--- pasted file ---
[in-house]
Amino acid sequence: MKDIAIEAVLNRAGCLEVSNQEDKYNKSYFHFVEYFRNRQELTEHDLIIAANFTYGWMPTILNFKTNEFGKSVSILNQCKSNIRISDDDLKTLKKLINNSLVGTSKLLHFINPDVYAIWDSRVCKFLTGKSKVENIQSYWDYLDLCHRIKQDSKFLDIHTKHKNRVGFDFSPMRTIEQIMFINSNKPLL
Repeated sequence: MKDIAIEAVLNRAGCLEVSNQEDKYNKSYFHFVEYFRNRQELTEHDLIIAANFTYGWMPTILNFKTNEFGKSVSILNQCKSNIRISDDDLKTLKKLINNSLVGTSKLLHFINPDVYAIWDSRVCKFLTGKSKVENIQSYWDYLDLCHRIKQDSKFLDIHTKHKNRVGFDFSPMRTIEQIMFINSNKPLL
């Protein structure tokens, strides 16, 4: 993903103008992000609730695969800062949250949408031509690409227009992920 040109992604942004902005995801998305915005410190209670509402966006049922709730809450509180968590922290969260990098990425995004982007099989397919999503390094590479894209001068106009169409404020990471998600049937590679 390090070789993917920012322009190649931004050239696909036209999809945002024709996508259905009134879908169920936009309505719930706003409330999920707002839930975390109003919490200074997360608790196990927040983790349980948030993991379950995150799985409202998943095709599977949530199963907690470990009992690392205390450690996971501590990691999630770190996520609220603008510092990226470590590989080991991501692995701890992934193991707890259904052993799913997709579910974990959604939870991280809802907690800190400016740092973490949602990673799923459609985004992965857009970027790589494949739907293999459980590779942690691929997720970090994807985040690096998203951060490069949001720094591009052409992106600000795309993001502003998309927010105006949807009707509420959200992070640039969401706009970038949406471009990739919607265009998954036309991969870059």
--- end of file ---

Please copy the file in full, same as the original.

[in-house]
Amino acid sequence: MKDIAIEAVLNRAGCLEVSNQEDKYNKSYFHFVEYFRNRQELTEHDLIIAANFTYGWMPTILNFKTNEFGKSVSILNQCKSNIRISDDDLKTLKKLINNSLVGTSKLLHFINPDVYAIWDSRVCKFLTGKSKVENIQSYWDYLDLCHRIKQDSKFLDIHTKHKNRVGFDFSPMRTIEQIMFINSNKPLL
Repeated sequence: MKDIAIEAVLNRAGCLEVSNQEDKYNKSYFHFVEYFRNRQELTEHDLIIAANFTYGWMPTILNFKTNEFGKSVSILNQCKSNIRISDDDLKTLKKLINNSLVGTSKLLHFINPDVYAIWDSRVCKFLTGKSKVENIQSYWDYLDLCHRIKQDSKFLDIHTKHKNRVGFDFSPMRTIEQIMFINSNKPLL
């Protein structure tokens, strides 16, 4: 993903103008992000609730695969800062949250949408031509690409227009992920 040109992604942004902005995801998305915005410190209670509402966006049922709730809450509180968590922290969260990098990425995004982007099989397919999503390094590479894209001068106009169409404020990471998600049937590679 390090070789993917920012322009190649931004050239696909036209999809945002024709996508259905009134879908169920936009309505719930706003409330999920707002839930975390109003919490200074997360608790196990927040983790349980948030993991379950995150799985409202998943095709599977949530199963907690470990009992690392205390450690996971501590990691999630770190996520609220603008510092990226470590590989080991991501692995701890992934193991707890259904052993799913997709579910974990959604939870991280809802907690800190400016740092973490949602990673799923459609985004992965857009970027790589494949739907293999459980590779942690691929997720970090994807985040690096998203951060490069949001720094591009052409992106600000795309993001502003998309927010105006949807009707509420959200992070640039969401706009970038949406471009990739919607265009998954036309991969870059």